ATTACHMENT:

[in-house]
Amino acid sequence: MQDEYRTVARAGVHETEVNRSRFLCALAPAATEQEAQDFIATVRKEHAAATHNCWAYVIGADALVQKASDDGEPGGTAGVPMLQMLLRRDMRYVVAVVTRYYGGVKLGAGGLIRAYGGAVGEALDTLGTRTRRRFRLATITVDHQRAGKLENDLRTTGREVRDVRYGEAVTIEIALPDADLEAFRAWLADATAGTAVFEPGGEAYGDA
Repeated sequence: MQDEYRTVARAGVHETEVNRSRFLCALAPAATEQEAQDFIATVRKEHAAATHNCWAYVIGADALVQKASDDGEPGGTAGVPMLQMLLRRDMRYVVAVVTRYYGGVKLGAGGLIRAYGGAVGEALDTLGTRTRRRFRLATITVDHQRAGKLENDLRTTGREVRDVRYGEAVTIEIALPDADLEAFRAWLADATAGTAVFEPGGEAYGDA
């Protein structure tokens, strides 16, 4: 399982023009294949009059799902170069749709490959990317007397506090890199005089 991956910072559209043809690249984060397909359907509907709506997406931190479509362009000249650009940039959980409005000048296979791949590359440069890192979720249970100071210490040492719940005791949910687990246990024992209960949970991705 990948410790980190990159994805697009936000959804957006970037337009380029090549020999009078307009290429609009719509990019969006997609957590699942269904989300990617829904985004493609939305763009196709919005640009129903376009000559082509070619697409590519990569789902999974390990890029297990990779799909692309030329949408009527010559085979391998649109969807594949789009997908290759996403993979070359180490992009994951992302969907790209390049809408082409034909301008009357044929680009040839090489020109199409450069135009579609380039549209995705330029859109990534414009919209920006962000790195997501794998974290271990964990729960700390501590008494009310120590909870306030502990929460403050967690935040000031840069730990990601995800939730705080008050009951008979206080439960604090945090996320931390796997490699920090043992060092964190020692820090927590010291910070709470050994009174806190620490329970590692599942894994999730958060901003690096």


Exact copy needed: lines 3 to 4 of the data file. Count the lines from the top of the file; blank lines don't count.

Repeated sequence: MQDEYRTVARAGVHETEVNRSRFLCALAPAATEQEAQDFIATVRKEHAAATHNCWAYVIGADALVQKASDDGEPGGTAGVPMLQMLLRRDMRYVVAVVTRYYGGVKLGAGGLIRAYGGAVGEALDTLGTRTRRRFRLATITVDHQRAGKLENDLRTTGREVRDVRYGEAVTIEIALPDADLEAFRAWLADATAGTAVFEPGGEAYGDA
């Protein structure tokens, strides 16, 4: 399982023009294949009059799902170069749709490959990317007397506090890199005089 991956910072559209043809690249984060397909359907509907709506997406931190479509362009000249650009940039959980409005000048296979791949590359440069890192979720249970100071210490040492719940005791949910687990246990024992209960949970991705 990948410790980190990159994805697009936000959804957006970037337009380029090549020999009078307009290429609009719509990019969006997609957590699942269904989300990617829904985004493609939305763009196709919005640009129903376009000559082509070619697409590519990569789902999974390990890029297990990779799909692309030329949408009527010559085979391998649109969807594949789009997908290759996403993979070359180490992009994951992302969907790209390049809408082409034909301008009357044929680009040839090489020109199409450069135009579609380039549209995705330029859109990534414009919209920006962000790195997501794998974290271990964990729960700390501590008494009310120590909870306030502990929460403050967690935040000031840069730990990601995800939730705080008050009951008979206080439960604090945090996320931390796997490699920090043992060092964190020692820090927590010291910070709470050994009174806190620490329970590692599942894994999730958060901003690096």